What a fascinating film. It is focused mainly on three women and a baby. All but the baby are tormented in one way or another. The poor baby is just there for the ride, sometimes bumpy and tumultuous.
The production is beautifully told and well acted. Tallulah is played by Ellen Page, arguable in her best roll since Juno. Allison Janney is the boyfriend’s mother with emotional baggage. Her performance is brilliant. Tammy Blanchard plays the baby’s Mom whose marriage with the father is deeply strained.
There are lots of sub plots and just enough angst and tension to hold your attention. There were some scenes that left the viewer wondering what happened or how did they get to that moment. Overall though, an excellent film but not perfect.
I was a bit disappointed to hear the first reviews of the new Bourne movie were less than favorable. I’m not sure what they were watching but the first Jason Bourne film in 10 years that we saw was awesome.
The older Matt Damon character looked a bit heavier, weary and weathered, by design I’m guessing. Who wouldn’t after 10 years living off the grid? But the character is also older and wiser.
The technology has gotten better making it more challenging to escape scrutiny. Humm, is there a message there?! In any event, the action, the energy, the twists and turns are all upgraded and classic Bourne. It was the box office leader this weekend pulling in over $50 million. If you are a fan of the franchise, don’t miss this one.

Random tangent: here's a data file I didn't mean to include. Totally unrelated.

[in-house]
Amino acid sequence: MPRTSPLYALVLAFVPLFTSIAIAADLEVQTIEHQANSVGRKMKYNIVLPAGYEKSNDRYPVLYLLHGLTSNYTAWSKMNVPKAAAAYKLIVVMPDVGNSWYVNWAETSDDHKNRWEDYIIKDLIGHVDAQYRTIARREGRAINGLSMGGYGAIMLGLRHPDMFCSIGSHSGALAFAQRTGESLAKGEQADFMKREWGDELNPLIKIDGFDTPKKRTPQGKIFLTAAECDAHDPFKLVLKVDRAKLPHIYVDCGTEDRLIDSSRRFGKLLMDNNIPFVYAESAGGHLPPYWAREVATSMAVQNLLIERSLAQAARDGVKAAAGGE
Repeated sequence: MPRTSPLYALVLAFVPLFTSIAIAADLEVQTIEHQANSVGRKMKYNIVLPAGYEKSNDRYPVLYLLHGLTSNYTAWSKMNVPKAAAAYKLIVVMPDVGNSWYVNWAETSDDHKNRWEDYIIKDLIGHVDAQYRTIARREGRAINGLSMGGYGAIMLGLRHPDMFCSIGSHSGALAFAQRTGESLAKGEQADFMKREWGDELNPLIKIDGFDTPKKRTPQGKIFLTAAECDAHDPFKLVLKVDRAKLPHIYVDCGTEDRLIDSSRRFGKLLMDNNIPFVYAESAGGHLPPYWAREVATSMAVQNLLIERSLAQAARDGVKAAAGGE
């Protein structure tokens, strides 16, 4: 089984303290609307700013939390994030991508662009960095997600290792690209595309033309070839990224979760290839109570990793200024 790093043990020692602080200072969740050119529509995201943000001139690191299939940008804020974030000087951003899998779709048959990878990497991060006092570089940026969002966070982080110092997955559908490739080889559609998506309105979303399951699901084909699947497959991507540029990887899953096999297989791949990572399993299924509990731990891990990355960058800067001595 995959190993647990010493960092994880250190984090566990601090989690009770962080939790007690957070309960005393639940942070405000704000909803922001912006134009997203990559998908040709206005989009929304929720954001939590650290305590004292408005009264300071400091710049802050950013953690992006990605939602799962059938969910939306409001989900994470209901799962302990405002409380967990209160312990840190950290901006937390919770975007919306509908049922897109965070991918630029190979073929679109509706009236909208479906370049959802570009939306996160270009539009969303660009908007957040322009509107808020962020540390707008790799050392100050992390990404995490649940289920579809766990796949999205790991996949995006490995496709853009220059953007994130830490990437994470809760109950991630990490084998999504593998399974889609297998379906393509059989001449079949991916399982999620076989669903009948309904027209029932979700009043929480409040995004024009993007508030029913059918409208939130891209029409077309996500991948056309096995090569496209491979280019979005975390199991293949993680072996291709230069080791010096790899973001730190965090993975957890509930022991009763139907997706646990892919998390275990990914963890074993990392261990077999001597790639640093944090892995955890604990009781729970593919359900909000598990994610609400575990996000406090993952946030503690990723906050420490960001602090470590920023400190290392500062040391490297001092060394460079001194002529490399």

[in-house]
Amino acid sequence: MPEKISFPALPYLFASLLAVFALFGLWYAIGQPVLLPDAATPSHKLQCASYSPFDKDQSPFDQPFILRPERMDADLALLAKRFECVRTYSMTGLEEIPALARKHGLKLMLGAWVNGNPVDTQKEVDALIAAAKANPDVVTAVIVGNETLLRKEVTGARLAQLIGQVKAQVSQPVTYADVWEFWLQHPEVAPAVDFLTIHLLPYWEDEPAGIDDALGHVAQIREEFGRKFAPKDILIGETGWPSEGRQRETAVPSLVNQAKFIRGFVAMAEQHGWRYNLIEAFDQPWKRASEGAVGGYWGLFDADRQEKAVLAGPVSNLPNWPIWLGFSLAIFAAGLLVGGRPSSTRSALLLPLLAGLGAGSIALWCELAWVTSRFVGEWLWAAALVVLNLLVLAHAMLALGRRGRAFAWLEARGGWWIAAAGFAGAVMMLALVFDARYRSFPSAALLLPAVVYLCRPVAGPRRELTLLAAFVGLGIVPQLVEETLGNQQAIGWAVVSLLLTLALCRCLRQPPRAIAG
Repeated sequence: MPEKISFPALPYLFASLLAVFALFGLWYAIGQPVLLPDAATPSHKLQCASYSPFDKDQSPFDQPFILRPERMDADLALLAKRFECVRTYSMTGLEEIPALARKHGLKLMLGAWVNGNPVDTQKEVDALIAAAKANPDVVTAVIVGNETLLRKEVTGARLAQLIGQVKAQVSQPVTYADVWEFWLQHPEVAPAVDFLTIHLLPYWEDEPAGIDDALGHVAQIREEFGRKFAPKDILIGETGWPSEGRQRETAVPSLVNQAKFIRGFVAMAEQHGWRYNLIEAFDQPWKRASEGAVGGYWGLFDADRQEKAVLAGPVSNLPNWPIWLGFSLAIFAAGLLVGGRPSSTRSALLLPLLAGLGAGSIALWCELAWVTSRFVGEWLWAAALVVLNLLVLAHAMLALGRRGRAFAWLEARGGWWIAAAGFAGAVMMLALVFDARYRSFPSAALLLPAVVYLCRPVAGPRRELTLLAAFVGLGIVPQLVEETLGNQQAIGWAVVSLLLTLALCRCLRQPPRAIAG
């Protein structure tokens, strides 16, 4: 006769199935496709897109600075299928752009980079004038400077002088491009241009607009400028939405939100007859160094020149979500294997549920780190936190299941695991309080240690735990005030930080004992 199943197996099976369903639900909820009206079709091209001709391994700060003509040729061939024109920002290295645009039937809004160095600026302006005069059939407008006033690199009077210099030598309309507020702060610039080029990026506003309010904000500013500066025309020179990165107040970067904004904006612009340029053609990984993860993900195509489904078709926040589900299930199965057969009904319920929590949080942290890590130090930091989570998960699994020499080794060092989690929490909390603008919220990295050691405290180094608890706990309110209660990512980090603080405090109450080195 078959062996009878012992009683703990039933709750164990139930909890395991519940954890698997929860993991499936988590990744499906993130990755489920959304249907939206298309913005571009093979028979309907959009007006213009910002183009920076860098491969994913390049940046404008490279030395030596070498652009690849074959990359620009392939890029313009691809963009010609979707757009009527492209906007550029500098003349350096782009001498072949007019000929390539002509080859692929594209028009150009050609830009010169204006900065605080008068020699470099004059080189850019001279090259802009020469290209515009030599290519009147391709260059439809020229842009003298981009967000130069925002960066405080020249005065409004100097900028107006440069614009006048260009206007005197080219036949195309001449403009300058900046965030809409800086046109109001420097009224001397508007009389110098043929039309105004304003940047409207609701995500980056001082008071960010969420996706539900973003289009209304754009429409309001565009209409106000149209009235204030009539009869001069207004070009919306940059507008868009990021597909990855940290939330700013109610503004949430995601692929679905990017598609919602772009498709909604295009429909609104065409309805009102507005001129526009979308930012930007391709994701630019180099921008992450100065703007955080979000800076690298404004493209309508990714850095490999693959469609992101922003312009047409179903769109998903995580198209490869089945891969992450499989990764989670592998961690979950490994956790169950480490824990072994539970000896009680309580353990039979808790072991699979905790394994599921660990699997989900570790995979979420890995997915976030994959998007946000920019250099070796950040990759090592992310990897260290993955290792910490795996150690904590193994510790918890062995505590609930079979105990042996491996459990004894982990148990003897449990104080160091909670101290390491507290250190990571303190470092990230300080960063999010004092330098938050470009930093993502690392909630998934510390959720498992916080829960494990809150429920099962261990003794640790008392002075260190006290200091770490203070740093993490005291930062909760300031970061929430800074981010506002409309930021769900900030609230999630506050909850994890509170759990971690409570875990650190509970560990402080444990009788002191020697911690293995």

Special Note: We were in Las Vegas earlier this year with some dear friends and stayed at the Aria Hotel while they were filming this movie. Certain parts of the hotel were closed to the public but it was a blast to see the shots in the movie where we saw some of the film sets. What fun that was!
It was interesting to go see this movie, especially given all the brew ha ha with Pokemon Go of late. Add to that, we were clearly the oldest ones in the theater that day. Once again we are reminded we are no longer among most market demographics.
The film is intended to attract teens and 20 somethings for a romp through a real time “game” where the on screen audience is divided into “players” who win money if they succeed and “watchers” who pay to watch. The lead characters, Vee, played by Emma Roberts and team mate, Dave Franco accept challenge after challenge if only always just barely. It’s a clever concept that turns dark quickly.
There are lots of twists and turns and the ending is quite powerful but no leaks here. It’s worth a look on pay per view or a long plane ride. If your family includes the target audience, it is worth a debriefing just for some insightful learning.
The Kind Words
This Israeli film is an intriguing peek into a seemingly average Israeli family and the many modern challenges they face together. (There are also yummy peeks at Jerusalem, Paris and Marseille.)
There is lots of drama and trauma, anguish and conflict but through it all, this family truly loves each other and remain committed to each other.
The story is somewhat complicated, perhaps a bit challenging for some audiences because the thought processes and cultural values are unique. But these characters are very likable and you feel what they are feeling. The ending is ambiguous but ultimately satisfying.
Hebrew and French with English subtitles. Running time: 1 hour 58 minutes.